The Glass Spare-October 2017
Recently, I decided to sign up for a monthly book subscription box. The first month, I was excited because the book promised to be a fantasy that dealt with princesses, curses, adventure, love, and family. The book that I got was The Glass Spare by Lauren DeStefano, and it did not disappoint! This is a dark fantasy that made me think about family, corruption, and warfare. I loved every minute of it.
The Glass Spare is set in the kingdom of Arrod and the surrounding lands. The king of Arrod is constantly looking for ways to beat the other kingdoms, particularly the Southern Isles. He is a greedy and cruel king, who uses his children in a variety of ways. The oldest son, Owen, is the heir. He is, generally, thought to be a good prince who will be a good king. His siblings are the spares. Baren is the main spare, while Gerdie and Wilhelmina, or Wil, are the youngest of the four.
Gerdie makes himself useful by being a brilliant inventor who creates medicine and weaponry. Meanwhile, few people have ever seen Wil, so she gathers supplies for her brothers and works as her father’s spy. When she was born, Wil and her mother both nearly died. As a result, Wil has always been considered cursed.
One evening, Wil and Gerdie visit a traveling caravan. An old woman tells Wil that she has evil inside her. Soon, Wil is attacked. While defending herself, she learns that she can turn anything she touches into a gemstone, including people. Gerdie is determined to break the curse. Owen warns them that their father can never know; Wil would become a fearsome weapon. Owen also suggests that Wil find a way to visit Pahn, a Marveler who might be able to help her. Of course, he is in the Southern Isles. Wil sets out alone to find a cure for her curse. Owen chases after her, with unforeseen and terrible consequences.
Finding herself in exile, Wil travels south. Through a variety of circumstances, she finds herself in the company of a young man who calls himself Loom. Loom is traveling with a young woman and her son. They are all from the Southern Islands and hate the royal family of Arrod. To stay safe, Wil keeps her identity a secret.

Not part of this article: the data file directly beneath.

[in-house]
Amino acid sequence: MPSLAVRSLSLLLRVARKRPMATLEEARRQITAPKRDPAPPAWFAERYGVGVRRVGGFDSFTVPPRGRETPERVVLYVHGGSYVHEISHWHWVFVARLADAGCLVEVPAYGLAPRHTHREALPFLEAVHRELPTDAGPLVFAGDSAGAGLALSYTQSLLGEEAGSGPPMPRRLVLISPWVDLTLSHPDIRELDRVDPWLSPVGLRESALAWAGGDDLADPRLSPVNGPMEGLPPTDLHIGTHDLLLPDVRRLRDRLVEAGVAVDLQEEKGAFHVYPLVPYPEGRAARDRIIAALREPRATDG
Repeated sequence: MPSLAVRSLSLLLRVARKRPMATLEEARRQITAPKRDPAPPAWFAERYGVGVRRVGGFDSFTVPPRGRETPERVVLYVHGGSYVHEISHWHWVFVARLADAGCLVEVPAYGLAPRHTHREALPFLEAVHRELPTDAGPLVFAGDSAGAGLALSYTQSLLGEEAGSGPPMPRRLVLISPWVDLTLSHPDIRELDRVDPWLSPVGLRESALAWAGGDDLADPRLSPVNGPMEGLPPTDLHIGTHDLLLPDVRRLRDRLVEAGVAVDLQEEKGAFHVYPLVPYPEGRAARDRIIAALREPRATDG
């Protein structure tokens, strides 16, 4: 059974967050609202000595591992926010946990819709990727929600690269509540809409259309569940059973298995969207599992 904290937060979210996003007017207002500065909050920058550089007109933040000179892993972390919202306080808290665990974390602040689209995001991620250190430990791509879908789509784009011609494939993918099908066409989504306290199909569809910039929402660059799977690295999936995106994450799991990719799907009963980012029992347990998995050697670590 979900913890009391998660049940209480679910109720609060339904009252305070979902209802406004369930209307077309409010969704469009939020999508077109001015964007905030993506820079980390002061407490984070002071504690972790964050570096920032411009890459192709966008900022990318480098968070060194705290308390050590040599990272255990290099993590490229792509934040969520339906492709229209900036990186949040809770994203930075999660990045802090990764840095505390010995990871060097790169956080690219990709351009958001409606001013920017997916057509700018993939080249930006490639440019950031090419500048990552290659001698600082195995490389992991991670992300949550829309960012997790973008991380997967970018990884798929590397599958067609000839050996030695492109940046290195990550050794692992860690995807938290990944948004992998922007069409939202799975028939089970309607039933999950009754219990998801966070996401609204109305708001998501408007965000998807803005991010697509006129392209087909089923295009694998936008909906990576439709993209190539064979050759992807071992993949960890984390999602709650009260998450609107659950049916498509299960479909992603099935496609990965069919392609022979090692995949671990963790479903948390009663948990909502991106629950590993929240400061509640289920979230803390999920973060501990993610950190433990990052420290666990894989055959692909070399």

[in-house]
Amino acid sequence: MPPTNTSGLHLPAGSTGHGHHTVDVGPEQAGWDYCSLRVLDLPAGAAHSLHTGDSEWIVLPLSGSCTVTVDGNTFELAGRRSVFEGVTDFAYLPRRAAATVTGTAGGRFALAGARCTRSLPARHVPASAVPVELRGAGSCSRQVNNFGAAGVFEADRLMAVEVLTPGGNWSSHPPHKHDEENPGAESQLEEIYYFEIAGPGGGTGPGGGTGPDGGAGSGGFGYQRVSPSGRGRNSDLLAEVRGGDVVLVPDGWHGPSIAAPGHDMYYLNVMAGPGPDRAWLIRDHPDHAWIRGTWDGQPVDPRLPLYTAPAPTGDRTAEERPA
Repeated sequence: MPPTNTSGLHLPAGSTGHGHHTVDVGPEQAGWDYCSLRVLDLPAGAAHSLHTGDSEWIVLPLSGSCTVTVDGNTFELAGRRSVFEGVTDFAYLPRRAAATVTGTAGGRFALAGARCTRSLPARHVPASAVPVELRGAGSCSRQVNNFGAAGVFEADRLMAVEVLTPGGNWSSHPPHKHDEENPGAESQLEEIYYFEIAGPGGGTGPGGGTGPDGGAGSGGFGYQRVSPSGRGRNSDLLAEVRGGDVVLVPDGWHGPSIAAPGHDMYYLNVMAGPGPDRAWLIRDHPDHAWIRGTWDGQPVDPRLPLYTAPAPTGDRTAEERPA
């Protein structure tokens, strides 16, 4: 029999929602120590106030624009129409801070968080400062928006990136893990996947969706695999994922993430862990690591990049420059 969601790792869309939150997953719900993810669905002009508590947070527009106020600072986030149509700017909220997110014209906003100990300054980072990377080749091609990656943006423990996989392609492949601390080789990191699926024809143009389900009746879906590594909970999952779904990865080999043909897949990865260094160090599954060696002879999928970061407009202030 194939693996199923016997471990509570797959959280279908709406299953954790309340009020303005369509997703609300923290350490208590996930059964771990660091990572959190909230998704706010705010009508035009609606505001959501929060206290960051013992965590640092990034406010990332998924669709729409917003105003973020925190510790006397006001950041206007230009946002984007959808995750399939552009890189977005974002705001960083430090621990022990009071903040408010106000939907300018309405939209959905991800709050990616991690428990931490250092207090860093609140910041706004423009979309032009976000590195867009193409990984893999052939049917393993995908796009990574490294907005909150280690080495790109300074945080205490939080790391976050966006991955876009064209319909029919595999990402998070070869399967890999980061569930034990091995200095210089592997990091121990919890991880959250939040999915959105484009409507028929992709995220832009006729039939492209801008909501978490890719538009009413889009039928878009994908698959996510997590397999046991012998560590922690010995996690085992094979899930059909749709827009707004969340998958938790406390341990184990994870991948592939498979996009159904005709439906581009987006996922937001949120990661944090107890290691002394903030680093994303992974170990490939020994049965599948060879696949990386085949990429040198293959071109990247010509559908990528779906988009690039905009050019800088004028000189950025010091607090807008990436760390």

However, she is not the only one who is hiding the truth about who she really is. Soon, Wil finds herself embroiled in the very conflicts that she ran away to avoid. To her horror, she finds herself falling in love with her enemy. Even when she finds Pahn, her journey is not over. She needs to find the root of her curse. To do this, she has to go back home and confront her family once more.
This novel is well-woven. We get the information we need gradually. This gives the story a sense of mystery that it might not have had otherwise. Like Wil, the reader wonders about the cause of Wil’s curse. Loom and his backstory are shared gradually. There are also wonderful moments that give the reader glimpses into what is happening on both sides of the conflict. Eventually, we learn about life in the Southern Islands and what that royal family is like. But it never feels overwhelming.
The world-building itself is gradual. In the beginning, the reader only knows what Wil knows. As she travels, however, DeStefano begins to reveal a little bit more about Wil’s world. We the reader learn about the world as our heroine does. This can be frustrating at times because I wanted to know everything about the world at once. Realistically, however, it’s also a very effective way to tell the story.